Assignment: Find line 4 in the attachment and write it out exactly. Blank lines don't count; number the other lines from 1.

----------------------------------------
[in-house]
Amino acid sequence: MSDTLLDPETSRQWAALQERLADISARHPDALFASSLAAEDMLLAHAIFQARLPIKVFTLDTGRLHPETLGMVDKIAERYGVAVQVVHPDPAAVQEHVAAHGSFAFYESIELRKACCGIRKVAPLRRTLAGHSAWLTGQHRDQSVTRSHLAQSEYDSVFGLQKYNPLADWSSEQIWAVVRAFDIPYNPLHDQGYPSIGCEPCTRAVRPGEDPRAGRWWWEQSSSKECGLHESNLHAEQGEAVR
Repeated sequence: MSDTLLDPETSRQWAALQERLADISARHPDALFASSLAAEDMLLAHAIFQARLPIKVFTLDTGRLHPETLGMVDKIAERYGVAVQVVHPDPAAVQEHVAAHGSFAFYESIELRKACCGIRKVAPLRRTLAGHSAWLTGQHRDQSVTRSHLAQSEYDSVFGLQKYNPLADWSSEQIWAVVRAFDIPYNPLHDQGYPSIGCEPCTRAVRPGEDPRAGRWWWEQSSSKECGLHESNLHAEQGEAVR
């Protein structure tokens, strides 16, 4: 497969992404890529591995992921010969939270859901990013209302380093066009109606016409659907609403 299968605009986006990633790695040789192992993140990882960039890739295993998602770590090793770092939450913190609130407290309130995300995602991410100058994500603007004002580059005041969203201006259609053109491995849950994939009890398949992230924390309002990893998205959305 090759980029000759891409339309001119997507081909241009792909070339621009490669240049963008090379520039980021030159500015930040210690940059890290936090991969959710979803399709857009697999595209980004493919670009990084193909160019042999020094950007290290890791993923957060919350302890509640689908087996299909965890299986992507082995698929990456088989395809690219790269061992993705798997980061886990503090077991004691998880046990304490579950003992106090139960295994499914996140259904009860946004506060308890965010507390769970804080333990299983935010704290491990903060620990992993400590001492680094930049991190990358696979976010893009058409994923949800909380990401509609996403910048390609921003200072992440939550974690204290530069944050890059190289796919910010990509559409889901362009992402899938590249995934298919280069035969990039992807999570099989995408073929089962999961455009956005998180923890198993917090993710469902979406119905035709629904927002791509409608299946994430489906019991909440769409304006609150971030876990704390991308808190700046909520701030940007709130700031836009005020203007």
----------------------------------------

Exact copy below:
């Protein structure tokens, strides 16, 4: 497969992404890529591995992921010969939270859901990013209302380093066009109606016409659907609403 299968605009986006990633790695040789192992993140990882960039890739295993998602770590090793770092939450913190609130407290309130995300995602991410100058994500603007004002580059005041969203201006259609053109491995849950994939009890398949992230924390309002990893998205959305 090759980029000759891409339309001119997507081909241009792909070339621009490669240049963008090379520039980021030159500015930040210690940059890290936090991969959710979803399709857009697999595209980004493919670009990084193909160019042999020094950007290290890791993923957060919350302890509640689908087996299909965890299986992507082995698929990456088989395809690219790269061992993705798997980061886990503090077991004691998880046990304490579950003992106090139960295994499914996140259904009860946004506060308890965010507390769970804080333990299983935010704290491990903060620990992993400590001492680094930049991190990358696979976010893009058409994923949800909380990401509609996403910048390609921003200072992440939550974690204290530069944050890059190289796919910010990509559409889901362009992402899938590249995934298919280069035969990039992807999570099989995408073929089962999961455009956005998180923890198993917090993710469902979406119905035709629904927002791509409608299946994430489906019991909440769409304006609150971030876990704390991308808190700046909520701030940007709130700031836009005020203007």